Bettering Plainfield with the facts since 2005

Sunday, February 5, 2017

Plainfield Council takes up two interesting ordinances Monday

United is one of four Plainfield taxi companies,
the others are Queen City Yellow, Caribe, and Liberty.

Plainfield City Council is getting down to serious business early in the year, with 8 ordinance up for to go on next week's meeting for second reading and passage, and four new ones Monday evening, slated to be formally introduced next Monday.

Among the four new ones, two caught my eye.

2017-08 Indicates that the developer's name for the South Avenue Gateway project is to be changed -- perhaps because another investor is joining the project. At any rate, gone is any mention of South Avenue; now it's to be called Sleepy Hollow Fleet Developers Urban Renewal LLC. Got that?

The interesting thing is they want to use the term "Sleepy Hollow", which is the subject of a resolution declaring a neighborhood to be called Sleepy Hollow and having no bearing to the hundreds of homes that were sold over the years as being in "Sleepy Hollow".

Another tidbit: When I Googled images of homes in Sleepy Hollow, a mansion in the Van Wyck Brooks Historic District popped up. Now, THAT is a stretch.

The other interesting ordinance is 2017-10, proposing changes to the violations and penalties regarding taxi cabs.

You will recall that a large number of drivers, owners and family supporters came before the Council not long ago, protesting unfair competition from North Plainfield taxis (primarily Soria) and so-called "gypsy cabs" -- freelancers with no taxi license, unmarked and uninsured, who undercut the regular taxi fares.

Soria and other North Plainfield companies have responded by removing the once-prominent side markings on their cabs and reducing the size of the phone numbers -- except for the cab's color, it is now hard to tell whether that is a cab coming toward you or not.

But several Plainfield cab drivers have told me the gypsies are the bigger threat. I did see an older white Cadillac pull up in front of a laundromat over the weekend, pop the trunk lid and wait while the passenger emptied it, then drove away.

On the same outing, I saw a Plainfield cab pull into the parking lot outside the QuickChek on Somerset Street in North Plainfield, honk the horn and then whisk away with a fare who came out from the store.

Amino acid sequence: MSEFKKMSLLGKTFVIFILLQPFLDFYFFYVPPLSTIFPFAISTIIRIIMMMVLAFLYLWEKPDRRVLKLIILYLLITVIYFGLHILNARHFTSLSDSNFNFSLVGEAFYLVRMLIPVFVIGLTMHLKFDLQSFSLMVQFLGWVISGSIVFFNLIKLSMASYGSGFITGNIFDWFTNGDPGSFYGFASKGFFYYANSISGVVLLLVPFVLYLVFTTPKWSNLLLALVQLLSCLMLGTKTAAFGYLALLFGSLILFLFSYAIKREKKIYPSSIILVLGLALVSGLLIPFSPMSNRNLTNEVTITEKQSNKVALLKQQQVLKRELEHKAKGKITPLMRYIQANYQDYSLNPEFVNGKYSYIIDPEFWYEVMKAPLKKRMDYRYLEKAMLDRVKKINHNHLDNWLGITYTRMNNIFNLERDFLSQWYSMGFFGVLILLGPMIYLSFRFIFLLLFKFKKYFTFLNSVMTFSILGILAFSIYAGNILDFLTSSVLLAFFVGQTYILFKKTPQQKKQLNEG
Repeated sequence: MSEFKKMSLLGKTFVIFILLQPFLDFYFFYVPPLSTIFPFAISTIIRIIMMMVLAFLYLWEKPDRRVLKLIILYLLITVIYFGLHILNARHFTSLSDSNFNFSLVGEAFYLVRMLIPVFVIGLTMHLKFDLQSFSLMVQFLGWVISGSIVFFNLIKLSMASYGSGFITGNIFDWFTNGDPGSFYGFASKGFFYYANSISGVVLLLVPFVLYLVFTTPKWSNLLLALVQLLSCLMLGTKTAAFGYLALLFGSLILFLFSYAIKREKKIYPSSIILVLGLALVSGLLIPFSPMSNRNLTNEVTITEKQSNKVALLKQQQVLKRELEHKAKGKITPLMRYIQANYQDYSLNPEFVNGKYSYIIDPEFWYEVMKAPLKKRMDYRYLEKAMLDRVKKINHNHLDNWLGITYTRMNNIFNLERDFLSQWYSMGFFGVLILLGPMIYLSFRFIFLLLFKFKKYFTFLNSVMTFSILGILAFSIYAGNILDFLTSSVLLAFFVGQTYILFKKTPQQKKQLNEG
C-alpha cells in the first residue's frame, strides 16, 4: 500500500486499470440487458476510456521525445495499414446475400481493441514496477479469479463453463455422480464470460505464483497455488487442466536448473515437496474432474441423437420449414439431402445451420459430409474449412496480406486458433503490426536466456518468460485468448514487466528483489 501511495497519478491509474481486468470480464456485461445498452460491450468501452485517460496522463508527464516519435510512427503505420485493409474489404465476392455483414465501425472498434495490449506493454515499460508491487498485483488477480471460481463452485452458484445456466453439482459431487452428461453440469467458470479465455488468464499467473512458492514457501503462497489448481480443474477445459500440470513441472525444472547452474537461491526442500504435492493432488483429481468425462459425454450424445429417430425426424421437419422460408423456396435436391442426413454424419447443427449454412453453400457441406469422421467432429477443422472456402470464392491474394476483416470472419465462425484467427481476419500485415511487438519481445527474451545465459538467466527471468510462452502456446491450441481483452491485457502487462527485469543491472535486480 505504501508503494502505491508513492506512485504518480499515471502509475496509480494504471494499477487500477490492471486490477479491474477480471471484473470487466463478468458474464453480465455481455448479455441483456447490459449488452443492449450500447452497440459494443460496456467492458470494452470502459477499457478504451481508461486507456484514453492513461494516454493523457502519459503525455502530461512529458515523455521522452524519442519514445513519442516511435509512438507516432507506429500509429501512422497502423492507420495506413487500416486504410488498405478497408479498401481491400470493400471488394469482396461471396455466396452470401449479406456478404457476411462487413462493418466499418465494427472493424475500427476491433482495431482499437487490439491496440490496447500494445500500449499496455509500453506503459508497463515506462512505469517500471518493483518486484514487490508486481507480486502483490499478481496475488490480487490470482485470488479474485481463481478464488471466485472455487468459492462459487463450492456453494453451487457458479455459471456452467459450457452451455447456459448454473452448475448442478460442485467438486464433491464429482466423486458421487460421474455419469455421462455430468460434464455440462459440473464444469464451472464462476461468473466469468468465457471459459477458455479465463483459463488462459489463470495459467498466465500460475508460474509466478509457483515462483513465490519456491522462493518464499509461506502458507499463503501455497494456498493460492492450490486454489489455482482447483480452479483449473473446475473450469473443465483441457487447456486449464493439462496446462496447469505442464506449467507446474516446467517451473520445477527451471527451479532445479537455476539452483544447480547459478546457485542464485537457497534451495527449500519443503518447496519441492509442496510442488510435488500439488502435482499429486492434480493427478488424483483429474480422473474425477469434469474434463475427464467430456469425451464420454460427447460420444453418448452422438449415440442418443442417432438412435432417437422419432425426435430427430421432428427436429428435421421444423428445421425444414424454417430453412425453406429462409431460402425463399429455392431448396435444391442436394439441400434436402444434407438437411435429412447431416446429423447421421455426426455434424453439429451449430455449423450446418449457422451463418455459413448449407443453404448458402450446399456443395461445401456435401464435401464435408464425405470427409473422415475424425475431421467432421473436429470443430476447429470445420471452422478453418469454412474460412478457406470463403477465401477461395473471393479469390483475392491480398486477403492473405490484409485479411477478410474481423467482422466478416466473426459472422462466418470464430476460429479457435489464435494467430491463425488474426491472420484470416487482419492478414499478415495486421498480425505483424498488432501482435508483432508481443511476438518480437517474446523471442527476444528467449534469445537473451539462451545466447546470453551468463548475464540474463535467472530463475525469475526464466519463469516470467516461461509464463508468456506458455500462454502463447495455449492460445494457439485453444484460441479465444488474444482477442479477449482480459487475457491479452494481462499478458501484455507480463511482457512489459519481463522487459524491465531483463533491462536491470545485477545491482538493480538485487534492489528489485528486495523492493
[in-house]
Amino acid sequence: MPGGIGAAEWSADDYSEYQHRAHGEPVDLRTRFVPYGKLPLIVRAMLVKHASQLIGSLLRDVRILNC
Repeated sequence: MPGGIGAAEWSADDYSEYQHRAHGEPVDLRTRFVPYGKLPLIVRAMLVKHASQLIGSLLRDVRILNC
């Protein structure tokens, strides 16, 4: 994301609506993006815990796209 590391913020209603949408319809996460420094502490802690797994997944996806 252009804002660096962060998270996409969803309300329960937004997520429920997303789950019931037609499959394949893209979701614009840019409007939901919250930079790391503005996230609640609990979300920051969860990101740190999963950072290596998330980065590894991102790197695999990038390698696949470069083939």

So, it's not all black and white in the taxi business.
Theresa Ann Moroney Teacher and Plainfield bookstore owner was an avid reader and adventurous cook Theresa Ann Moroney of Plainfield, N.J., died on Jan. 19, 2017, from complications of breast cancer. Family and friends are invited to join together to honor Terry's life at The Landing, 311 Amwell Rd., Hillsborough, N.J., on Sunday, Jan. 22, for brunch from 11 a.m. to 2 p.m. Terry was born on March 24, 1944, in Summit, N.J., to Mary Gallagher and David Moroney, the seventh of nine children. She graduated from St. Teresa's Grammar School, Summit, in 1958, and attended three high schools: Summit High for two years, followed by a year at Madison High, before graduating from South Plainfield High in 1962. Terry attended Fairleigh Dickinson University while working night shifts at her sister Catherine's diner, becoming the first member of her family to graduate from college with a B.A. in English in 1967. While at FDU she served as editor for the school newspaper. After graduation, Terry and her sister Grace travelled across the country. Terry began her teaching career at Westfield High in 1967 and continued at Plainfield High. In 1972 the call of the highway beckoned once more, and she and Grace continued their cross-country exploration. Upon returning to New Jersey, Terry met and married the love of her life, David Beck, and soon welcomed two sons into her world. In 1980 she reentered the work force, teaching adult education in Plainfield and New Brunswick, N.J., a vocation in which she took tremendous pride. In 1992 Terry returned to high school, teaching at North Plainfield until her retirement in 2009. In 1997 Terry opened "Another Look Books" in Plainfield. A labor of love, the used book store served the downtown community until closing its doors in the early 2000's. Terry was active in the Cook School PTA, and while at North Plainfield she served as advisor for the school newspaper and lent her aid to countless students; she took particular joy in helping her ESL students apply to college. She was an active member of the Plainfield Historical Society and the Democratic Committee in Plainfield. Terry was an avid reader and adventurous cook; the two pursuits birthed an extensive and lovingly used library of cookbooks and personal recipes. Terry was predeceased by her husband, David Michael Beck, in 2014. She is survived by her sons, Andrew David and Richard Evelyn; her daughter-in-law, Christine Beck, and grandsons, Damien Carter and Alexander David. The seventh of nine children, Terry is survived by her sister, Constance Costello Rooney. She was predeceased by her brothers, David, Richard, and James, and her sisters, Margaret, Catherine, Rosemary, and Grace. In New Jersey, Terry will be missed by her sister-in-law, Kathleen Moroney; nephews, Charles Femminella and his wife, Charlotte Ryden, Christopher (Gretchen), Sean (Karen), and Mark Moroney (Kelly); nieces, Regina and Renee Femminella, Maureen Pena (Joseph), Sandra Roberts (Steve Kosciolek), and Jennifer McBride (Sean); in Virginia, by Moyra Moroney; in Arizona, by her brother-in-law, Paul Beck and, in Hawaii, by John Beck; and many grand-nephews and grand-nieces. - See more at:

  -- Dan Damon [follow]
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